250 F.3d 820 (4th Cir. 2001), 00-1277, Miller v. AT&T
|Docket Nº:||00-1277 No. 00-1928|
|Citation:||250 F.3d 820|
|Party Name:||KIMBERLY MILLER, Plaintiff-Appellee, v. AT&T; CORPORATION, a foreign corporation, Defendant-Appellant. EQUAL EMPLOYMENT ADVISORY COUNCIL; CHAMBER OF COMMERCE, of the United States of America; SECRETARY OF LABOR; COMMUNICATIONS WORKERS OF AMERICA, AFL-CIO, Amici Curiae. Page 821 KIMBERLY MILLER, Plaintiff-Appellee, v. AT&T; CORPORATION, a foreign|
|Case Date:||May 07, 2001|
|Court:||United States Courts of Appeals, Court of Appeals for the Fourth Circuit|
Argued: January 24, 2001
Appeals from the United States District Court for the Southern District of West Virginia, at Charleston. Joseph Robert Goodwin, District Judge. (CA-98-808-2)
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COUNSEL ARGUED: Catherine Michele Kirk, AT&T; CORPORATION, Morristown, New Jersey, for Appellant. Barbara Eby Racine, UNITED STATES DEPARTMENT OF LABOR, Washington, D.C., for Amicus Curiae Secretary. Lonnie Carl Simmons, LAW OFFICE OF P. RODNEY JACKSON, Charleston, West Virginia, for Appellee. ON BRIEF: Laura A. Kaster, AT&T; CORPORATION, Basking Ridge, New Jersey; William E. Robinson, Michael A. Kawash, ROBINSON & MCELWEE, Charleston, West Virginia, for Appellant. Henry L. Solano, Solicitor of Labor, Steven J. Mandel, Associate Solicitor, William J. Stone, Senior Trial Attorney, UNITED STATES DEPARTMENT OF LABOR, Washington, D.C., for Amicus Curiae Secretary. Ann Elizabeth Reesman, Corrie L. Fischel, MCGUINESS, NORRIS & WILLIAMS, L.L.P., Washington, D.C., for Amicus Curiae Advisory Council; Stephen A. Bokat, Robin S. Conrad, Sussan Mahallati Kysela, NATIONAL CHAMBER LITIGATION CENTER, INC., Washington, D.C., for Amicus Curiae Chamber of Commerce. Mary K. O'Melveny, Washington, D.C.; Ray A. Byrd, SHRADER, BYRD & COMPANION, P.L.L.C., Wheeling, West Virginia, for Amicus Curiae Communications Workers.
Before WILKINS and MICHAEL, Circuit Judges, and Claude M. HILTON, Chief United States District Judge for the Eastern District of Virginia, sitting by designation.
Affirmed by published opinion. Judge Wilkins wrote the majority opinion, in which Judge Michael joined. Chief Judge Hilton wrote a dissenting opinion.
WILKINS, Circuit Judge:
AT&T; Corporation (AT&T;) appeals orders of the district court finding it liable for violating Kimberly Miller's rights under the Family and Medical Leave Act (FMLA) of 1993, 29 U.S.C.A. SS 26012654 (West 1999), and awarding back pay and attorneys' fees. With respect to liability, AT&T; contends that it did not violate the FMLA because the illness for which Miller sought FMLA leave--an episode of the flu--was not a serious health condition as defined by the Act and implementing regulations; that if Miller's flu was a serious health condition under the applicable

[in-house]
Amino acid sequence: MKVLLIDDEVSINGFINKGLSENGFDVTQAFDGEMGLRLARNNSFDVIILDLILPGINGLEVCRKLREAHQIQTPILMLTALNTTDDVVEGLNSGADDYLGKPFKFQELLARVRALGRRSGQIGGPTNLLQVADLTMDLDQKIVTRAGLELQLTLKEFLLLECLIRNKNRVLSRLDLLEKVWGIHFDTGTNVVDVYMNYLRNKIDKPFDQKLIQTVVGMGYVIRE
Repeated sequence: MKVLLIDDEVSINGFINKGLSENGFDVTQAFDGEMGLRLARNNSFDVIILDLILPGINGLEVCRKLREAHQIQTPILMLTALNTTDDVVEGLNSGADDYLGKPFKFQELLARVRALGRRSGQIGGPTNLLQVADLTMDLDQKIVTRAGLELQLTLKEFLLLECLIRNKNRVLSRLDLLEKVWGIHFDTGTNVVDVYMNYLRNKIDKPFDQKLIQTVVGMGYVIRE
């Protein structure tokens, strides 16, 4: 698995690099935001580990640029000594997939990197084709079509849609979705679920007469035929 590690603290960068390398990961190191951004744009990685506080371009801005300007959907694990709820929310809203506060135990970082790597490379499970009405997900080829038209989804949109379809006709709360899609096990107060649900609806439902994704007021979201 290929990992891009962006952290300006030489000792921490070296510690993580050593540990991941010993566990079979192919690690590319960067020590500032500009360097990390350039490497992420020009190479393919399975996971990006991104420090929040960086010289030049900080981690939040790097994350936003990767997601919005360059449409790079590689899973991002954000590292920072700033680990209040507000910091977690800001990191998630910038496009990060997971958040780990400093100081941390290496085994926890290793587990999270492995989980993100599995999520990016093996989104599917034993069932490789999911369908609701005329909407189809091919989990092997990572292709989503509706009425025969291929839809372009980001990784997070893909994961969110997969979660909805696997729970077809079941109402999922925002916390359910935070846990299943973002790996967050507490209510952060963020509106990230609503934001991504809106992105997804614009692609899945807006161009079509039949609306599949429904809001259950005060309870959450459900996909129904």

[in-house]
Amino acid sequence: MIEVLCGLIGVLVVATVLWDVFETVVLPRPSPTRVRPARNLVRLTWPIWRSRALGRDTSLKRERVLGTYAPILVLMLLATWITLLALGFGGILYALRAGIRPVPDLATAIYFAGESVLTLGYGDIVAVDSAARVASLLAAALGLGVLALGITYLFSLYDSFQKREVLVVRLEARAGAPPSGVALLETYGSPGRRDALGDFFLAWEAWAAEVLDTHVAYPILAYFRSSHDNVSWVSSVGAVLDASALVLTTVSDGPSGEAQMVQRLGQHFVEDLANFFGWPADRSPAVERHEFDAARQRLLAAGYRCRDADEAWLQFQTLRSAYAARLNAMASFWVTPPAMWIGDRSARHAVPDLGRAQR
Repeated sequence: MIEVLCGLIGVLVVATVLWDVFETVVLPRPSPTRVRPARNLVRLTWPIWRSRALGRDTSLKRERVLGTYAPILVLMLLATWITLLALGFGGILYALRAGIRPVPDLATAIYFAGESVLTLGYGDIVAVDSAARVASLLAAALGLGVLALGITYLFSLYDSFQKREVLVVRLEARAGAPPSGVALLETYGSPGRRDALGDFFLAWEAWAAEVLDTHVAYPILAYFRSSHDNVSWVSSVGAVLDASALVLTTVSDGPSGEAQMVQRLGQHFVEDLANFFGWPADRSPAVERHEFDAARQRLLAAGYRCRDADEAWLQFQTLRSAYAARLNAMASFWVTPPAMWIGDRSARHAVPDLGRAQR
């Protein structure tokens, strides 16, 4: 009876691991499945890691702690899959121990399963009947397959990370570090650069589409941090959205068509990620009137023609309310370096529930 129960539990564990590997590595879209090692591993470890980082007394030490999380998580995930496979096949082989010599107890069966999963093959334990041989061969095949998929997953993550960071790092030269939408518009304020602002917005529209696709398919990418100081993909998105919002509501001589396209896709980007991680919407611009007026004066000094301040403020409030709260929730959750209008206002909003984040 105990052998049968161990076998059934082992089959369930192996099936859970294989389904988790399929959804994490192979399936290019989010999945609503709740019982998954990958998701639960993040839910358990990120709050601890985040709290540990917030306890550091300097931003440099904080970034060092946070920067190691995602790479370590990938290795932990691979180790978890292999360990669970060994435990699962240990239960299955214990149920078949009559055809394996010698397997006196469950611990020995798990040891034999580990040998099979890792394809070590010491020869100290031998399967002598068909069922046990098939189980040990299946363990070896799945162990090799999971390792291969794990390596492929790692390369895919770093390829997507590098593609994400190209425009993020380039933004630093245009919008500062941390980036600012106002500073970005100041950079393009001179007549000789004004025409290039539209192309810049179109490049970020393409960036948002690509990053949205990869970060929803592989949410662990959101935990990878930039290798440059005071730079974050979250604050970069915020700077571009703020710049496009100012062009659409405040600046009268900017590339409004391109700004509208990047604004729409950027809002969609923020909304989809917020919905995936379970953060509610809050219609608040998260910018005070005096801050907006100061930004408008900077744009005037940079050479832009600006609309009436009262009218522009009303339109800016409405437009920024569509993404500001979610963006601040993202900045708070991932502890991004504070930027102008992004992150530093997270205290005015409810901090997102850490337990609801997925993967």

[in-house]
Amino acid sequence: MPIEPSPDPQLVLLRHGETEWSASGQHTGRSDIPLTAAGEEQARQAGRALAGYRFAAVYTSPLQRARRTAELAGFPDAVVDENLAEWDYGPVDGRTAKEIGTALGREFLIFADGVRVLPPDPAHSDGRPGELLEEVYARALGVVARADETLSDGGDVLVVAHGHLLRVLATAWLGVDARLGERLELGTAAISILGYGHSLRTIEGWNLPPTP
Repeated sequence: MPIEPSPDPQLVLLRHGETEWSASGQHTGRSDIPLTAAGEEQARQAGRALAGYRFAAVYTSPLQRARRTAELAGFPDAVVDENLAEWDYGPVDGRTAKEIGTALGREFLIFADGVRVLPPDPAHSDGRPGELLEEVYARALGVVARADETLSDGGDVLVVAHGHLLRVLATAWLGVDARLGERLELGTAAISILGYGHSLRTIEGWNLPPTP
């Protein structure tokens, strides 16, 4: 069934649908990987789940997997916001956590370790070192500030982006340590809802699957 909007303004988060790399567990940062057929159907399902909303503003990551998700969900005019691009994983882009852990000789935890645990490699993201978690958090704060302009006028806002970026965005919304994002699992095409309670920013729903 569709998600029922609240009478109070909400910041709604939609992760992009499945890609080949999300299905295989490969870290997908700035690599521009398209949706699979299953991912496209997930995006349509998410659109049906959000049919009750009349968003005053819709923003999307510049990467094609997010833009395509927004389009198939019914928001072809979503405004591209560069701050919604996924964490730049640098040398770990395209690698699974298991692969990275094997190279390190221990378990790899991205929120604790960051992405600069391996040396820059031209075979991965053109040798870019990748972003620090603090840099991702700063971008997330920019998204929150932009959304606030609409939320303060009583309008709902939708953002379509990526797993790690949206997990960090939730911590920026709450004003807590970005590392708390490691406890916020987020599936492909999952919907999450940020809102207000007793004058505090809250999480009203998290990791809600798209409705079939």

regulations, those regulations are contrary to congressional intent and are therefore invalid; and that in any event, Miller failed to comply with AT&T;'s procedures for the granting of FMLA leave. With respect to the award of back pay, AT&T; claims that the award should have been limited by after-acquired evidence and Miller's failure to mitigate her damages. 1 We conclude that none of AT&T;'s challenges warrants reversal, and we therefore affirm.
A. The Family and Medical Leave Act
The FMLA entitles an eligible employee to as many as 12 weeks of unpaid leave per year for "a serious health condition that makes the employee unable to perform the functions of the position of such employee."2 29 U.S.C.A. S 2612(a)(1)(D). The Act defines "serious health condition"
as an illness, injury, impairment, or physical or mental condition that involves--
(A) inpatient care in a hospital, hospice, or residential medical care facility; or
(B) continuing treatment by a health care provider.
Id. S 2611(11). Thus, as is relevant here, an eligible employee is entitled to FMLA leave for an illness that incapacitates the employee from working and for which the employee receives"continuing treatment," a term the FMLA does not define.
The FMLA grants the Secretary of Labor authority to promulgate regulations implementing the Act. See id.S 2654. Pursuant to this authority, the Secretary promulgated the following regulation:
A serious health condition involving continuing treatment by a health care provider includes . . . :
(i) A period of incapacity (i.e. , inability to work . . .) of more than three consecutive calendar days . . . that also involves:
(A) Treatment two or more times by a health care provider . . . ; or
(B) Treatment by a health care provider on at least one occasion which results in a regimen of continuing treatment under the supervision of the health care provider.